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Corporate Law Concept May Provide Cure To Medicine's Malpractice Woes

March 6, 2002-- The debate over whether patients should be allowed to sue health care providers, including HMOs, once again has emerged as a hot political topic, with strong views on both sides.

The issue, however, often has been framed in all-or-nothing terms that leave little room for meaningful dialogue or a politically feasible compromise. One camp advocates the complete and nearly unrestricted right of patients to sue, with little, if any, consideration for the uncertainty, delay and high costs associated with a normal tort claim. Others advance the position that patients should not be permitted to sue their HMO, with not enough consideration given to the unfairness of leaving patients with little, if any, legal recourse to hold alleged wrongdoers accountable.

In an innovative article, however, Professor Jeffrey O'Connell of the University of Virginia School of Law, one of the nation's foremost tort reformers and coauthor of the principal work that proposed no-fault insurance, and Andrew S. Boutros, an attorney in private practice, suggest a socially responsible and politically acceptable alternative. In the current issue of the Notre Dame Law Review, O'Connell and Boutros discuss their proposal in an article titled "Treating Medical Malpractice Claims Under a Variant of the Business Judgment Rule." Their proposal is called the "early offers" plan.

The plan is based on the business judgment rule, one of the country's most well-established corporate governance doctrines. It provides that courts will not second guess the decisions of a corporation's officers or directors if those decisions are within their authority, have a rational basis, and are made in good faith–even if they turn out to be mistakes in judgment.

As O'Connell and Boutros explain, the "early offers" plan is essentially an improved adaptation of the business judgment rule. It would allow a health care provider, including an HMO, facing a patient lawsuit, to offer the patient within a timeframe set by law (say 120 days after a claim is filed), periodic payments of all net economic losses not covered by other insurance, namely, lost wages, medical expenses, rehabilitation costs and attorney fees. Importantly, nothing would be paid for noneconomic damages such as pain and suffering. An early offer accepted by a patient would end the dispute.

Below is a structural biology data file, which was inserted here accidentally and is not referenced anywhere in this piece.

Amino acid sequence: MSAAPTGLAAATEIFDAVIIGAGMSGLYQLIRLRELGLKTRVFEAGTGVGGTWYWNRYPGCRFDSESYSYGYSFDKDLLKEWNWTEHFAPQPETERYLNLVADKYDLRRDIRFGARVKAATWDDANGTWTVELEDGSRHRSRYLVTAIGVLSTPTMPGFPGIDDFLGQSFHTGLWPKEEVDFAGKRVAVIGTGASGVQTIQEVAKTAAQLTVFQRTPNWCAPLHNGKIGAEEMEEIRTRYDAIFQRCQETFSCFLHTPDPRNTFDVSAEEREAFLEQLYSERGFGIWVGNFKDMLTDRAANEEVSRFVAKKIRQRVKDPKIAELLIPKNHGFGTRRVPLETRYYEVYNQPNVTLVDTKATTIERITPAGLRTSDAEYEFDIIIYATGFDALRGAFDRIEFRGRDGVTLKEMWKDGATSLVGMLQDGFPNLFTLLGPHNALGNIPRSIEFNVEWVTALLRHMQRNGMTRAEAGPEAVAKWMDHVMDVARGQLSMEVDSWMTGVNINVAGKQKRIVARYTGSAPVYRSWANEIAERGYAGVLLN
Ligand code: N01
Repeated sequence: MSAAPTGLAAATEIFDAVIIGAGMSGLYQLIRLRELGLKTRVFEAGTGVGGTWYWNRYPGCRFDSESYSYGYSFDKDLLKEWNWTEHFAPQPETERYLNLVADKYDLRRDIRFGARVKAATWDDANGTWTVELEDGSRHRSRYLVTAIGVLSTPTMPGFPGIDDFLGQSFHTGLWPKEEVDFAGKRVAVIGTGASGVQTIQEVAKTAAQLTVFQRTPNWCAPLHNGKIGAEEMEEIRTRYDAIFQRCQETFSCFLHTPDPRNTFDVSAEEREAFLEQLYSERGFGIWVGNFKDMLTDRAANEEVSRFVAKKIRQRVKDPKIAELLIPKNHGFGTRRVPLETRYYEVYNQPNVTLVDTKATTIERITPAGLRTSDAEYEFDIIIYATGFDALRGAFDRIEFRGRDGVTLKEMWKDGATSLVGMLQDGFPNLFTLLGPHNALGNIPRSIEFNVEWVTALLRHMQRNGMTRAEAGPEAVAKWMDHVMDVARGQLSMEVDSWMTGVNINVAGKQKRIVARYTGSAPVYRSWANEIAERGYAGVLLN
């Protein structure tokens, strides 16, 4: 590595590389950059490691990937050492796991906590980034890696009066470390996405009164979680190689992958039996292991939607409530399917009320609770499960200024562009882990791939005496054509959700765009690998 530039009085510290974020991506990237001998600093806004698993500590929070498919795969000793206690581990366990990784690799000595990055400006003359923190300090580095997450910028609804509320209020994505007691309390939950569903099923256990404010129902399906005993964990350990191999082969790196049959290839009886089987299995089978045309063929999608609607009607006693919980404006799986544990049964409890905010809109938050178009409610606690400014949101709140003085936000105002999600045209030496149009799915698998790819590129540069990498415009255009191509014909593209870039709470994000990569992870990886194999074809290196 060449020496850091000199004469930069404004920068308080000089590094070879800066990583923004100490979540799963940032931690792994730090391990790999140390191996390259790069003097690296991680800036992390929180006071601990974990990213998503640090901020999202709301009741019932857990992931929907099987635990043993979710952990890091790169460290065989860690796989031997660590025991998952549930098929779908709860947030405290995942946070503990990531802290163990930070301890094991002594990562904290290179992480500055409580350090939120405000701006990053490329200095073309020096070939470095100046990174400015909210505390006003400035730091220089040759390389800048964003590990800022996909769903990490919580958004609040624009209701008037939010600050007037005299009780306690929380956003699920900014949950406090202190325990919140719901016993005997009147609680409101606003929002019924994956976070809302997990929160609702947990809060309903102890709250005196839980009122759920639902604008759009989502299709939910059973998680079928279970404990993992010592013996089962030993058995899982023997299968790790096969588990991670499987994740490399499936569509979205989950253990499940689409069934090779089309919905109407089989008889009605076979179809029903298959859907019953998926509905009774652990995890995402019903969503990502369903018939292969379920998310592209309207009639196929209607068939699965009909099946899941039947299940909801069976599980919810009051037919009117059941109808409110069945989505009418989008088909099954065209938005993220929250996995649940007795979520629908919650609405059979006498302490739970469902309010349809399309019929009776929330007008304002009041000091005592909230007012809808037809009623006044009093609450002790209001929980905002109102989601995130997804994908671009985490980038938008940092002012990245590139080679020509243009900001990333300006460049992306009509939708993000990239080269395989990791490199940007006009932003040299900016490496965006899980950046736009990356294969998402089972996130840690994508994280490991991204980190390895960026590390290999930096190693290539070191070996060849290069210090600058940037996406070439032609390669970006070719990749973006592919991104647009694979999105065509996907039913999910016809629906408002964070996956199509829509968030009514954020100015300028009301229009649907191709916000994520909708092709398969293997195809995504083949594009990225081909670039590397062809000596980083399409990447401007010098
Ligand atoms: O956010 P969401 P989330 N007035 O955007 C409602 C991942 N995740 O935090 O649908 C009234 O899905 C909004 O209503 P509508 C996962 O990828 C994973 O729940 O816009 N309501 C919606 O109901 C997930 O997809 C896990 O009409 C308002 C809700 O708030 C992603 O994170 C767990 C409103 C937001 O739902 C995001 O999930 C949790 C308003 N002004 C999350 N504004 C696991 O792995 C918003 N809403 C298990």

A patient who rejects an early offer, however, would have to establish two things: First, that the defendant acted with gross negligence, and second, such gross negligence would have to be proved by clear and convincing evidence or preferably beyond a reasonable doubt. An early offer results in a much more difficult case for a plaintiff to prove, the theory being that once an early offer has been made, courts should not substitute their judgment for that of a defendant unless there is bad faith in the decision-making process or in the execution of the decision

In an extensive discussion, O'Connell and Boutros show that the policies and rationales behind the business judgment rule apply with equal force in the area of medical malpractice claims. Moreover, they write, the majority of claims against health care providers, including HMOs, would lend themselves to resolution under the early offers plan, which offers benefits to both sides of a lawsuit.

Defendants would welcome the opportunity to settle claims early in the adjudication process, thereby avoiding the uncertainty of runaway verdicts and expensive attorney and expert fees. Plaintiffs would benefit from securing prompt payment of economic losses and attorney fees, while also being spared the uncertainty, delay and huge legal fees (between 30 to 60 percent of their payment) of a tort suit. Significantly, unlike the business judgment rule, the early offers plan does not immunize a defendant from liability; instead, it takes the socially responsible position that defendants must make patients economically whole before any protection is given from full-blown tort liability.

Full article: Jeffrey O'Connell & Andrew S. Boutros, Treating Medical Malpractice Claims Under a Variant of the Business Judgment Rule, 77 Notre Dame L. Rev. 373 (2002).

Contacts: Contacts: Andrew S. Boutros (202) 887-3727 or Jeffrey O'Connell (434) 924-7809 (after March 17, 2002)

FOR ADDITIONAL INFORMATION: Contact the Office of University Relations at (434) 924-7116. Television reporters should contact the TV News Office at (434) 924-7550.

SOURCE: U.Va. News Services


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